Kevin Flynn is a young and gifted software engineer who works for the software corporation ENCOM, creating several video games on the company’s mainframe after hours, aiming to start his own game company. However, another programmer presents Flynn’s work as his own.
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There is some level of merit in the time this came out. 1982 is 2 years before Neuromancer was published. Even if this is mainly fantasy and quite harmeless politically, it did invite everyone to pose questions when there was no reference for (and no way to visualise) what cyberspace could be. This went way beyond cybernetics. It worked mainly due to its simple powerfull aesthetic. It's a great visual achievement.
Marianne Faithfull aged better than this movie. The only thing Tron must have had going for it at the time was come cool effects and that's it. Tron is not a good movie, its a piece of nostalgia that 15 or 20 minutes in you'll come to the conclusion was a bad idea. Kind of how Tron Legacy might be viewed in 28 years. At least a crappy movie is potentially being improved upon with Tron Legacy...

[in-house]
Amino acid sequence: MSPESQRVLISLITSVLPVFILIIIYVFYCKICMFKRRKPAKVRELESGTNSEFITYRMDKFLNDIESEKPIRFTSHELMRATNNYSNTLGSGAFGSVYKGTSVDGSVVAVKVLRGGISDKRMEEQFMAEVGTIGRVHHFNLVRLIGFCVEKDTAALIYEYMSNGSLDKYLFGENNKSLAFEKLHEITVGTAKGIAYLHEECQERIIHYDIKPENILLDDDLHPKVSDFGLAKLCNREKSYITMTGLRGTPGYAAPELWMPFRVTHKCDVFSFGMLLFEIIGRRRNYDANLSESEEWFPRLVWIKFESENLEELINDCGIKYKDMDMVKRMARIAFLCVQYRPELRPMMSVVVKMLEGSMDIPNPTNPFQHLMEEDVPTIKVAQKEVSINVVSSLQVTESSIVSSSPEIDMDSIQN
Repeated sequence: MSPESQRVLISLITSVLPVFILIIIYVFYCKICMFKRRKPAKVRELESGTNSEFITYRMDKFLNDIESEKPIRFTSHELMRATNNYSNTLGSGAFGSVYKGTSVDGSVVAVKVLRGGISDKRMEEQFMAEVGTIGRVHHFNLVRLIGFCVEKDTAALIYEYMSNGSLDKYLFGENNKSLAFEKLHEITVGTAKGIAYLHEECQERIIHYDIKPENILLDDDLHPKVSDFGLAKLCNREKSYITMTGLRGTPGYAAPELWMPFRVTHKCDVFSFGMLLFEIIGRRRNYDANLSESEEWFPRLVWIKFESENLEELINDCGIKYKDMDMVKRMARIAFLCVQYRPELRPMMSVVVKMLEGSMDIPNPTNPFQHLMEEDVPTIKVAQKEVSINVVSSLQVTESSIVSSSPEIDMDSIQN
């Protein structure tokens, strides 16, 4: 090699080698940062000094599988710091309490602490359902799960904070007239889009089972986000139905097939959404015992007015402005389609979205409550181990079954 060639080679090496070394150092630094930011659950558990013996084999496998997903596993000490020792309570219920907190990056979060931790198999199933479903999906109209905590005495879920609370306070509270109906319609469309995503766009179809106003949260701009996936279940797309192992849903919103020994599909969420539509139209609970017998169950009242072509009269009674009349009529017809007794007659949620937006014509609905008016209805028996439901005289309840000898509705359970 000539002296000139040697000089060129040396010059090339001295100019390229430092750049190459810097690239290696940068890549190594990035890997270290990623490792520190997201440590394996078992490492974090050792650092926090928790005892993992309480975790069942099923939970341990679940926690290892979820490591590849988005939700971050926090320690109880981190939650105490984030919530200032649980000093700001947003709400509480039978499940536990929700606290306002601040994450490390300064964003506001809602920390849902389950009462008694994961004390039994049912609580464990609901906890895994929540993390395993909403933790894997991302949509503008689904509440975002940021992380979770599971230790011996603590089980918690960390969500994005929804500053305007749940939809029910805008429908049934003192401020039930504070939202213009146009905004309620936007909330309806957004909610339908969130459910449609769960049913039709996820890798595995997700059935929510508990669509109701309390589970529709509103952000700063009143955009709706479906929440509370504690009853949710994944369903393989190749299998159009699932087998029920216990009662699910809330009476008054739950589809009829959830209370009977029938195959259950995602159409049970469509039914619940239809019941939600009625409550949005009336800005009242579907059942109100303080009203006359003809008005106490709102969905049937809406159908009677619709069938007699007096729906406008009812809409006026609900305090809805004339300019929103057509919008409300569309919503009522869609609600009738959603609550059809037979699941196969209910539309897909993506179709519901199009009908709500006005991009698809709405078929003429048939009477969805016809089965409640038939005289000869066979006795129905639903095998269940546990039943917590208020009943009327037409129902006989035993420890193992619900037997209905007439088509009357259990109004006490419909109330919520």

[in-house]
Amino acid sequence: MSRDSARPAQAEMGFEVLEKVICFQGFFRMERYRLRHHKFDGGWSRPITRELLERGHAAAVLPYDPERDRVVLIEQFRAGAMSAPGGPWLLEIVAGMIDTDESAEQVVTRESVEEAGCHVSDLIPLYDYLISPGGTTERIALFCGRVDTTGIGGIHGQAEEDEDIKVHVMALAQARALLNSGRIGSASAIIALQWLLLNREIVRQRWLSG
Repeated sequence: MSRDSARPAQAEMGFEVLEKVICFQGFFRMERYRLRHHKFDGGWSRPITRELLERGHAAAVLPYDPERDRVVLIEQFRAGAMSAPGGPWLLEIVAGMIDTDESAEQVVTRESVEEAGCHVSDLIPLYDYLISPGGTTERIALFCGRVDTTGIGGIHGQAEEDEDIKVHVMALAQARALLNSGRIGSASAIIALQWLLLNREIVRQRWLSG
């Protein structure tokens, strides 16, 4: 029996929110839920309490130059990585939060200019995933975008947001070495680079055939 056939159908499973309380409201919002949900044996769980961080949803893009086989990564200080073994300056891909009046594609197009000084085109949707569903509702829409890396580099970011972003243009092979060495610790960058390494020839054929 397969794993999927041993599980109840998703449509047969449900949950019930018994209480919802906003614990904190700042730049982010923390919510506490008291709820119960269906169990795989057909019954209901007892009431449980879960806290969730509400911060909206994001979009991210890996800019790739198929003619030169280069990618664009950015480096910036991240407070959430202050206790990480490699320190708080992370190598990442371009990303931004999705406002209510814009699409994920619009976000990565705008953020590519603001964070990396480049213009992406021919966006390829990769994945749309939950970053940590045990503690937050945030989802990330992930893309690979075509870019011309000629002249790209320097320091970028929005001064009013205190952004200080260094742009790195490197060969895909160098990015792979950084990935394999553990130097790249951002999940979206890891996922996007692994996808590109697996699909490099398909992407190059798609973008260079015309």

It's dated and cheesy, of course, but it's also easy to see how this became a cult classic. Despite the dated special effects, the visuals are still memorable and arresting. And the story is fun and fast-paced, and anchored by a central performance by Jeff Bridges. Maybe not great cinema, but very satisfying cult entertainment.
An interesting fact is that this wasn't allowed to be up for a special FX award as using computers was seen as cheating. The visuals still hold up even now with a respectful narrative and a great performance for Jeff Bridges. A visually pleasing film with strong characters, whats not to like?